Breaking Bad In Real Life? Two College Professors are Charged for Manufacturing Meth

Source: Fox News

Source: Fox News

Kelli Mann

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On Friday, November 15th, two college chemistry professors from Henderson State University in Arkansas, were taken into custody by the Clark County Sheriff’s Department. Terry Bateman, 45, and Bradley Rowland, 40, are now reportedly facing charges for manufacturing methamphetamine and the use of drug paraphernalia. 

Tina Hall, the University’s associate vice president of marketing and communications revealed in a statement that the college’s science center was closed on October 8th due to a report of a chemical odor in the building. The odor was proven to be a result of a chemical spill in a lab. Chemistry professors Bateman and Rowland became subjects of investigation by the Henderson State University police after multiple students suspected that meth may be involved in the spill. 

After performing tests on the contents of the spill and the air in the lab, an elevated presence of benzoyl chloride was discovered. According to Stephen J. Madison, a chemistry faculty member at Quinnipiac University, benzoyl chloride can be used for harmless necessities like dyes and pharmaceutical products, but it can also be used as a cheap ingredient to create methamphetamine along with other drugs.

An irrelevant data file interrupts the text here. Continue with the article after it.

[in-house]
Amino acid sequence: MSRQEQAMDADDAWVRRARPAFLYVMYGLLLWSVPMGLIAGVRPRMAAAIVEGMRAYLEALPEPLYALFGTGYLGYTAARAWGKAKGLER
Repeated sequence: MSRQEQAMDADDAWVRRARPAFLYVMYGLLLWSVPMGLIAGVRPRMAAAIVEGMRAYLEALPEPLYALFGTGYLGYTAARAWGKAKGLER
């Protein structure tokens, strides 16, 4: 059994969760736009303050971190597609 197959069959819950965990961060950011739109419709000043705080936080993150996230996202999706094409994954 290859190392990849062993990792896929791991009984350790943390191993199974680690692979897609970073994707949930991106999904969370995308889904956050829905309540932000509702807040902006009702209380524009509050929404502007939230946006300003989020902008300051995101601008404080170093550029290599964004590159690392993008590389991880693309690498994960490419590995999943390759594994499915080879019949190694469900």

As a result, Bateman and Rowland were put on administrative leave three days after the reported spill. The building reopened on October 29th, after adding air filtering systems into the building. Multiple windows were also removed to increase ventilation. 

Ebuka Okeke, sophomore at Henderson State University says, “I heard rumors about it and thought it might be true, but now that they actually got arrested I’m like wow, that’s something else.” Once a formal charging decision has been made by the prosecutor, Bateman and Rowland are expected to appear in the Clark County District Court, says the sheriff’s department. The investigation is still pending. 

What makes this story so interesting and increasingly popular, is the similarities between the case and the famous AMC drama, Breaking Bad. The show told the story of Walter White, a high school chemistry professor, who turned to manufacturing crystal meth to secure his family’s financial future after he was diagnosed with lung cancer. While there has been no information saying both Bateman and Rowland have lung cancer, the premise of the show is eerily similar to the case at hand.